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Somehow President Trump has turned a question about four U.S. soldiers dying in Niger into a weeklong blowup about his respect for fallen service members and his predecessors, Trevor Noah marveled on Thursday's Daily Show. By the sound of it, families who lost a child or spouse in combat "may start out hoping that the president would reach out, and they end up wishing that they had let his calls go to voicemail," he said, recapping the saga involving Trump's call to the family of Army Sgt. La David Johnson.

"Now look, in Trump's defense — and I know people don't like hearing that phrase — Donald Trump is the worst at words," Noah said. "He was probably trying to convey a heartfelt message but instead the people interpreted it as him disrespecting the troops. That's what they said: He was trying something, and then people are now like, 'Donald Trump, you disrespected the troops!' I bet you wherever Colin Kaepernick is right now, he's probably like, 'Well, ain't that a bitch.'"

"Trump can't be faulted for not being articulate, but he can be blamed for making an unnecessary problem worse," Noah said. He acted out Trump's surly refusal to own his presumed verbal misfires and the stern response from a parental electorate, ending with a joke about accidents. Watch below. Peter Weber

October 17, 2017

Trevor Noah began a weeklong "Daily Show Undesked" residency in Chicago on Monday by criticizing Chicago's "Windy City" nickname. But "there is another nickname for some people," Noah said, "and it's way worse than the Windy City — it's 'the murder capital.'" Chicago's violent reputation isn't just in the U.S., he noted, showing a clip from a South African cartoon of his youth, but in a new twist, the president of the United States is arguing that "Chicago is basically Syria, but with different pizza."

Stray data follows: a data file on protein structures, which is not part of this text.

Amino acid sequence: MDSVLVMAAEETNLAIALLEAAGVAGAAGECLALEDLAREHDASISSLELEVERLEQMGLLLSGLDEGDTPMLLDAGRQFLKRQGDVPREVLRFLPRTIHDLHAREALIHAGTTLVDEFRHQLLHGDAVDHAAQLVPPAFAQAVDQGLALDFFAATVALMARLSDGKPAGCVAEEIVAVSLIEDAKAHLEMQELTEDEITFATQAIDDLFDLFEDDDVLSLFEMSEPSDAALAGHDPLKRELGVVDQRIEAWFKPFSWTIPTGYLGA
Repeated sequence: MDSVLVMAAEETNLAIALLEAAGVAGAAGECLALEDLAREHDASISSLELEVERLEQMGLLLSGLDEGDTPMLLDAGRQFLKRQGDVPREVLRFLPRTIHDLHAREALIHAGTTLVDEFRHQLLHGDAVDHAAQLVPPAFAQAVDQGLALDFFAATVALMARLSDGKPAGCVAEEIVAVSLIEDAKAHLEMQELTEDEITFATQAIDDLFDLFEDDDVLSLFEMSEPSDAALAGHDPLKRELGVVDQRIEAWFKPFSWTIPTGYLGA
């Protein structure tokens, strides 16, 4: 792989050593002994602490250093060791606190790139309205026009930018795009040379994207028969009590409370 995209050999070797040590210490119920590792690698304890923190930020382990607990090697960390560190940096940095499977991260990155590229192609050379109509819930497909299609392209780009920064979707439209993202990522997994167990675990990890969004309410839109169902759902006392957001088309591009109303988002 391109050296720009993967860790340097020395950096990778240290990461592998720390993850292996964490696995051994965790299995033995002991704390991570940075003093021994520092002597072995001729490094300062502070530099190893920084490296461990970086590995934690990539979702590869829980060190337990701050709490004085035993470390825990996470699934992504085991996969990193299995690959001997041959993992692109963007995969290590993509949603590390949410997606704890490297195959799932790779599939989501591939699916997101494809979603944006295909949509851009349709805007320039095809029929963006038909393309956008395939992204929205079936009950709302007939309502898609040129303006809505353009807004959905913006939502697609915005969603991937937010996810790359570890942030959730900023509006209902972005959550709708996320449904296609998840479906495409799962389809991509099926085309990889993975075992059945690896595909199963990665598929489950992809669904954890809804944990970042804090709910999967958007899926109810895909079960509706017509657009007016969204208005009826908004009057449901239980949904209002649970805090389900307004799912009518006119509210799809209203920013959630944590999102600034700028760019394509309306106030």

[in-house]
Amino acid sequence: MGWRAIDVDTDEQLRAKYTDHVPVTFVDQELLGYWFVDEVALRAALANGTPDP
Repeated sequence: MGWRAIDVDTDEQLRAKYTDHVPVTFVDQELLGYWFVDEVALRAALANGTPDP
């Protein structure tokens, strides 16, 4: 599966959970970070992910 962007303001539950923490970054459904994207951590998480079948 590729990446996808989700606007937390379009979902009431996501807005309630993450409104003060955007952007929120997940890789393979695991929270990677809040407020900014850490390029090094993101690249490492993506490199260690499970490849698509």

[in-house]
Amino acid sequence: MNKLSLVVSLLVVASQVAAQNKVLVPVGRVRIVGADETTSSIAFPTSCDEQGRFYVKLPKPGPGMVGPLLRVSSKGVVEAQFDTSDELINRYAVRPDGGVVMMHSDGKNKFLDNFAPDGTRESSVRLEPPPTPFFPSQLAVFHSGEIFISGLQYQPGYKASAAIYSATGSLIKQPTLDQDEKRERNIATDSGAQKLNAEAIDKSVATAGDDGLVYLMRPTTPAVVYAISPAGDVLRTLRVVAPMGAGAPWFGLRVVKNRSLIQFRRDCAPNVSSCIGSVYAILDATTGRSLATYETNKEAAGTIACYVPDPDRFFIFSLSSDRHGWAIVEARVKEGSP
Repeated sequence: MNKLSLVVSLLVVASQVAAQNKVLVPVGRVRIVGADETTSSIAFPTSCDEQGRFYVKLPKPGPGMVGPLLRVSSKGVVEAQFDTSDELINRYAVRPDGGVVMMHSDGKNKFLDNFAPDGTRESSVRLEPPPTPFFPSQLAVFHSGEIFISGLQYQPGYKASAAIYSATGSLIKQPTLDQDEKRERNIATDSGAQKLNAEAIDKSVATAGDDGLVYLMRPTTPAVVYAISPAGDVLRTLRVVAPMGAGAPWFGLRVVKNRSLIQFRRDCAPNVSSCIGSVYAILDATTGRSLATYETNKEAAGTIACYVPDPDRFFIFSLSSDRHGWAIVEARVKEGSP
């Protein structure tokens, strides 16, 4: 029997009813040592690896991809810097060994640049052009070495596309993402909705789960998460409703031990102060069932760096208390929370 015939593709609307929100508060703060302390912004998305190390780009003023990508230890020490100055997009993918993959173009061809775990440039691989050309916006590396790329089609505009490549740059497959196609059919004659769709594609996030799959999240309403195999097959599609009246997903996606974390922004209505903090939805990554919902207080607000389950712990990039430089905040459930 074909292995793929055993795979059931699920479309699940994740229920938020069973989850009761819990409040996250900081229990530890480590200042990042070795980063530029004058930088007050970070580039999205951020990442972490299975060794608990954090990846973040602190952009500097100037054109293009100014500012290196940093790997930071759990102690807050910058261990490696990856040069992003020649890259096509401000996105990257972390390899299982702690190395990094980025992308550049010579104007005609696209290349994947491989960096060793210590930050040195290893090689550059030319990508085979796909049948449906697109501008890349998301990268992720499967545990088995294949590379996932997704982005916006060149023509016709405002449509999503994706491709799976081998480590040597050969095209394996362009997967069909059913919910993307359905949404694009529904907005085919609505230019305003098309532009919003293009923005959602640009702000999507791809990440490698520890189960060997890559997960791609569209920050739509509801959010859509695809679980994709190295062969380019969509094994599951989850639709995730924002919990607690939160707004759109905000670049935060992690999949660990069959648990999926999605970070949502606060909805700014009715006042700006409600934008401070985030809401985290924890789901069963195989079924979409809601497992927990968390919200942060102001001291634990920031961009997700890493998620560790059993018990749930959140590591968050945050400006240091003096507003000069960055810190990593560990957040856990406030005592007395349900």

"This week we're in Chicago because we figured that Chicago is a microcosm for all the issues that the rest of the country faces," Noah said. And despite what President Trump says, it isn't really the most dangerous city in America. Chicago does have the most murders, he conceded, but it's also America's third-largest city; per capita, Memphis, St. Louis, Baltimore, and Cleveland are deadlier. "But no one's ever like, 'Oh, don't go to Cleveland!'" Noah said. "Well, I mean, they do, but not because of murder." So why are Trump and the right fixated on Chicago? "I get it," Noah said, after playing some Fox News clips featuring a certain former president. "When there's shootings, Obama's from Chicago; all the other times, he's from Kenya."

Murder and gun violence really are big problems in Chicago, Noah said, but Trump's imaginary crime-fighters and federalized police may not work as well as local community engagement. Correspondent Roy Wood Jr. walked around the South Side with a group called CeaseFire that tries to mediate conflicts before people turn to violence, with some success. Watch below. Peter Weber